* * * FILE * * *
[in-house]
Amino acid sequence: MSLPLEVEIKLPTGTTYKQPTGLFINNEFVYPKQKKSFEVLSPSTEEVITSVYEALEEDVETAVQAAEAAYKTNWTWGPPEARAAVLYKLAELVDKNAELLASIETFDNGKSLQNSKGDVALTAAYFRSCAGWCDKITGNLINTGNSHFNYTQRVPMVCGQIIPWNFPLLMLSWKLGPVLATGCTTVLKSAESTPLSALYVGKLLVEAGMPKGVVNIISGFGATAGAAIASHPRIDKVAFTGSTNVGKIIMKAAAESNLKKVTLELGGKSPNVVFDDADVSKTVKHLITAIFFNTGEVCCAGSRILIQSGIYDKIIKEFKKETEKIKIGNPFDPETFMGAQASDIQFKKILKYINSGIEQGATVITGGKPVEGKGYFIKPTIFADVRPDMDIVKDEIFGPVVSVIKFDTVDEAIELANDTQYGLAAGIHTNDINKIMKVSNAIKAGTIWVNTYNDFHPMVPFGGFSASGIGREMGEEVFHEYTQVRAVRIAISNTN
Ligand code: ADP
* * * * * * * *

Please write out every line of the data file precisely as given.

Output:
[in-house]
Amino acid sequence: MSLPLEVEIKLPTGTTYKQPTGLFINNEFVYPKQKKSFEVLSPSTEEVITSVYEALEEDVETAVQAAEAAYKTNWTWGPPEARAAVLYKLAELVDKNAELLASIETFDNGKSLQNSKGDVALTAAYFRSCAGWCDKITGNLINTGNSHFNYTQRVPMVCGQIIPWNFPLLMLSWKLGPVLATGCTTVLKSAESTPLSALYVGKLLVEAGMPKGVVNIISGFGATAGAAIASHPRIDKVAFTGSTNVGKIIMKAAAESNLKKVTLELGGKSPNVVFDDADVSKTVKHLITAIFFNTGEVCCAGSRILIQSGIYDKIIKEFKKETEKIKIGNPFDPETFMGAQASDIQFKKILKYINSGIEQGATVITGGKPVEGKGYFIKPTIFADVRPDMDIVKDEIFGPVVSVIKFDTVDEAIELANDTQYGLAAGIHTNDINKIMKVSNAIKAGTIWVNTYNDFHPMVPFGGFSASGIGREMGEEVFHEYTQVRAVRIAISNTN
Ligand code: ADP